Posters

A gas-filled hollow-core device for intraocular sustained drug delivery

Poster Details

First Author: N.Takase JAPAN

Co Author(s):    T. Yasukawa   A. Kato   H. Usui   Y. Ogura                    

Abstract Details



Purpose:

Recently, the anti-vascular endothelial growth factor (anti-VEGF) therapy has been widely used to treat wet age-related macular degeneration, myopic choroidal neovascularization, and macular edema secondary to diabetic retinopathy and retinal vein occlusion. The anti-VEGF therapy, however, often requires repeated administration, burdenning patients mentally, physically and economically. To address this issue, a new drug release system may be necessary. The purpose of this study is to develop a new intraocular sustained drug delivery system applicable to bioactive proteins.

Setting:

Nagoya City University Graduate School of Medical Sciences

Methods:

As a prototype, an intraocular-lens-type hollow device filled with solid sodium fluorescein and C3F8 gas was prepared and implanted into rabbit eyes. Two 3-month-old white rabbits weighing approximately 2 kg were used. Under general anaesthesia, phacoemulsification of the lens was performed, following continuous curvilinear capsulorhexis in the same manner of cataract surgery. Then a device prepared was inserted into the capsular bag. Finally, the conjunctiva was sutured. After implantation, aqueous humor was periodically collected to measure concentrations of sodium fluorescein using a fluorophotometer. Gas remaining in the device was calculated from digital images of the anterior segment of the eye.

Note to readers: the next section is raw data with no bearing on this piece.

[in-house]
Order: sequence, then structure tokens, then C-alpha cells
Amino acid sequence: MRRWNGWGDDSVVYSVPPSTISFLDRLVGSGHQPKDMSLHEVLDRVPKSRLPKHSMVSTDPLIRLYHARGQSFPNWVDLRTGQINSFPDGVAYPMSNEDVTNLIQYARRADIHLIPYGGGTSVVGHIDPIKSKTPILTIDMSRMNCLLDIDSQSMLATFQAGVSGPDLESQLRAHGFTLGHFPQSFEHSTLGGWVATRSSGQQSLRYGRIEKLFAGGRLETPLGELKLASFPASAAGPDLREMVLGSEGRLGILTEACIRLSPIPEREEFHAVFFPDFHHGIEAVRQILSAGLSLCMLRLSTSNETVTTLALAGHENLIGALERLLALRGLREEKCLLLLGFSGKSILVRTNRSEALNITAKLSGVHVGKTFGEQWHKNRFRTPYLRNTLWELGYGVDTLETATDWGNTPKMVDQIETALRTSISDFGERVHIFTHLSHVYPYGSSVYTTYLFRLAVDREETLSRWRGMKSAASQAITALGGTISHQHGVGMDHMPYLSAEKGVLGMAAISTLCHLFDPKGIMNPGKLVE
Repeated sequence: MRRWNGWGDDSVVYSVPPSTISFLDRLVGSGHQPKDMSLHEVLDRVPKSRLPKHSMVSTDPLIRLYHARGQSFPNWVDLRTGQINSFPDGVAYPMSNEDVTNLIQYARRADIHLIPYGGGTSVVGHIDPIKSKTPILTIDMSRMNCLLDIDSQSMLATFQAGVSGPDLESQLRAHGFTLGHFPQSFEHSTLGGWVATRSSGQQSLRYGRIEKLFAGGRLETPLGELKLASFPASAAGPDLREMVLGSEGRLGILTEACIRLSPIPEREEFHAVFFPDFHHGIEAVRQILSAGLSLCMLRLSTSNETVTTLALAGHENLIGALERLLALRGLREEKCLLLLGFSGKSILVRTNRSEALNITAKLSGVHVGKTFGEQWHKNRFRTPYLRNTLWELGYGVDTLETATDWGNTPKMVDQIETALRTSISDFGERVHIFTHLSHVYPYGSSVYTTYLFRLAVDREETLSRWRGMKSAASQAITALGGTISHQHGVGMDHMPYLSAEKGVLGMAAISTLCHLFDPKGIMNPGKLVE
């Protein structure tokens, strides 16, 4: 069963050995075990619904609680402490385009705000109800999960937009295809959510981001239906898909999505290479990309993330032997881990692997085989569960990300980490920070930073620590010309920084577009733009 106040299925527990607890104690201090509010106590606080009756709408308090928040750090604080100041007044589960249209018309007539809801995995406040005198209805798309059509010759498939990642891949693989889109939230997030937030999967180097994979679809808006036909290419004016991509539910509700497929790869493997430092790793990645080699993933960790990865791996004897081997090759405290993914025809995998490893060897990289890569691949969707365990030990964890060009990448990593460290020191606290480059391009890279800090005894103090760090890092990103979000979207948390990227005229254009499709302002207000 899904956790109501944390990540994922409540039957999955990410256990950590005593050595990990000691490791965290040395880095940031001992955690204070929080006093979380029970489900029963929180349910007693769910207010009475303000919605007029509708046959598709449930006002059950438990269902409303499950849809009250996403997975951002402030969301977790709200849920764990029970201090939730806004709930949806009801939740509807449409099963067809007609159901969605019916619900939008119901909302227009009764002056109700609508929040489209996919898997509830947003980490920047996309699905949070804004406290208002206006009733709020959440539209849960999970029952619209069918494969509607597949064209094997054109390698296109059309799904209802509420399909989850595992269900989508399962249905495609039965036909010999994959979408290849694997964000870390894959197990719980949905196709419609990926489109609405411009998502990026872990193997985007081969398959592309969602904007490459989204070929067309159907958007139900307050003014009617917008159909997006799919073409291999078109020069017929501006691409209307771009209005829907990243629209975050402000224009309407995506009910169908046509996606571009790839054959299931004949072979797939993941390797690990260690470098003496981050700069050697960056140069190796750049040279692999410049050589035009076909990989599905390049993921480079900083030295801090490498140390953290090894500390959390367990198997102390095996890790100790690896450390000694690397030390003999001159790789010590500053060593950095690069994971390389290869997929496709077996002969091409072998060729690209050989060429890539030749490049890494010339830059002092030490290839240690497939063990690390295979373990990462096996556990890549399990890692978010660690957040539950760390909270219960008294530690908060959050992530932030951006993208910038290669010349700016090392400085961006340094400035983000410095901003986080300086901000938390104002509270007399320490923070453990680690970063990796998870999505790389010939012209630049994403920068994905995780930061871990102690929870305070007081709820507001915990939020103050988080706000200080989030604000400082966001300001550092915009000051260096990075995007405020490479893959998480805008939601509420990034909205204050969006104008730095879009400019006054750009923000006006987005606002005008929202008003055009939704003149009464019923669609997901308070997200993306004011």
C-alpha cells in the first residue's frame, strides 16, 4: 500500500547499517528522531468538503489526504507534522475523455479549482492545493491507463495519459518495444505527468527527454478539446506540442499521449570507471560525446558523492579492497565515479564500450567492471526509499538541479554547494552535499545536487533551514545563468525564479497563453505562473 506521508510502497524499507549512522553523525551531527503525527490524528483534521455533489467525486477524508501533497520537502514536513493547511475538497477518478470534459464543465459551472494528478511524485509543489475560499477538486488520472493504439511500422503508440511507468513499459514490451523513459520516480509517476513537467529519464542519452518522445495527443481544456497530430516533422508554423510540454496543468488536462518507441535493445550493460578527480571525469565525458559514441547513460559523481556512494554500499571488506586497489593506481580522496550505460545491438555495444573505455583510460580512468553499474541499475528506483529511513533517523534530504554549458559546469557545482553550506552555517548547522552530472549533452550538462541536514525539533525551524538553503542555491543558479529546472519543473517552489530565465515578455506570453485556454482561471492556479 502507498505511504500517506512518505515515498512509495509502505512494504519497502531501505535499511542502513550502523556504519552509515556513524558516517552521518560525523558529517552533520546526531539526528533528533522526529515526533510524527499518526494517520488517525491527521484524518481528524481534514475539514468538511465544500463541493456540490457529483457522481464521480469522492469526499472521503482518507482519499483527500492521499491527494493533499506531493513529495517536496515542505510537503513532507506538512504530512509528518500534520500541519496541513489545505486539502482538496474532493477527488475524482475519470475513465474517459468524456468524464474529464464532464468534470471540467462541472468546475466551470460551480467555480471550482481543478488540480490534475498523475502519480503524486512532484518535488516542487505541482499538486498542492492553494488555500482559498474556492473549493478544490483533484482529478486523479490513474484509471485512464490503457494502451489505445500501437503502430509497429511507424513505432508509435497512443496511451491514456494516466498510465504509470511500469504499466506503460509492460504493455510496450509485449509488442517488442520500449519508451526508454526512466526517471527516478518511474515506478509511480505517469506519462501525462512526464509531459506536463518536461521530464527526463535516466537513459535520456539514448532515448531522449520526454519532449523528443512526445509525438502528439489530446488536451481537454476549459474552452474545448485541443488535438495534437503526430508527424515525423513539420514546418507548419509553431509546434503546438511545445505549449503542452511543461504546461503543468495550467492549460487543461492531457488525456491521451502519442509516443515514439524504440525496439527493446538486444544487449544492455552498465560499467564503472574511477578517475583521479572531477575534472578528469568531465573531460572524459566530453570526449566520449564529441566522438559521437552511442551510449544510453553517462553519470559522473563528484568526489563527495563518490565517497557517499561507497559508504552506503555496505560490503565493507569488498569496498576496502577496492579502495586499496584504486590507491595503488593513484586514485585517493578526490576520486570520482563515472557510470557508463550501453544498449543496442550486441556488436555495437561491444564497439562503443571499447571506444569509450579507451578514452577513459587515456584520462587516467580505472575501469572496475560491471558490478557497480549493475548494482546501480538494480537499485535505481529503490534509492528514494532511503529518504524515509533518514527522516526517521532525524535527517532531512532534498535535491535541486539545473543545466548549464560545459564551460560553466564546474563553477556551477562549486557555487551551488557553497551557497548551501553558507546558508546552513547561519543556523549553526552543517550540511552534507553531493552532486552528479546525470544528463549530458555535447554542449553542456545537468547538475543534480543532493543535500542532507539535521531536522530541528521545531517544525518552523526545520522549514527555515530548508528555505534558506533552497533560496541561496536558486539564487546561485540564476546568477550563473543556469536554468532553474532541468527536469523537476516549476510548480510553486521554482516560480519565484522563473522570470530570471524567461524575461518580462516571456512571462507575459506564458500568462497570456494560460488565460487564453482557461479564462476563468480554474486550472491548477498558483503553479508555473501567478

Results:

Aqueous humor was collected 1, 3, and 7 days and 1 and 2 months after surgery. In Rabbit 1, the concentration of sodium fluorescein was 197.5 µg/mL on the 1st postoperative day and ranged from 9.0 to 12.0 µg/mL from 3 days until 2 months after surgery. In Rabbit 2, the concentration of sodium fluorescein was 55.0 µg/mL on day 1 and 22.0 µg/mL on day 3, and ranged from 9.8 to 10.5 µg/mL on day 7 and later. In Rabbit 1, the percentage of residual C3F8 gas was approximately 8% in month 1 and 2% in month 2, while it was 42 and 31% in Rabbit 2, respectively.

Conclusions:

The results of the current study suggested that a novel hollow-core device filled with long-lasting gas could provide sustained release of sodium fluorescein over 2 months. Filled gas preserved active pharmaceutical ingredients in a solid state in a device before release, potentially enabling sustained release of hydrophilic drugs involving anti-VEGF drugs. Further studies regarding material and design of a device and gas type are required to achieve more stable and longer drug release.

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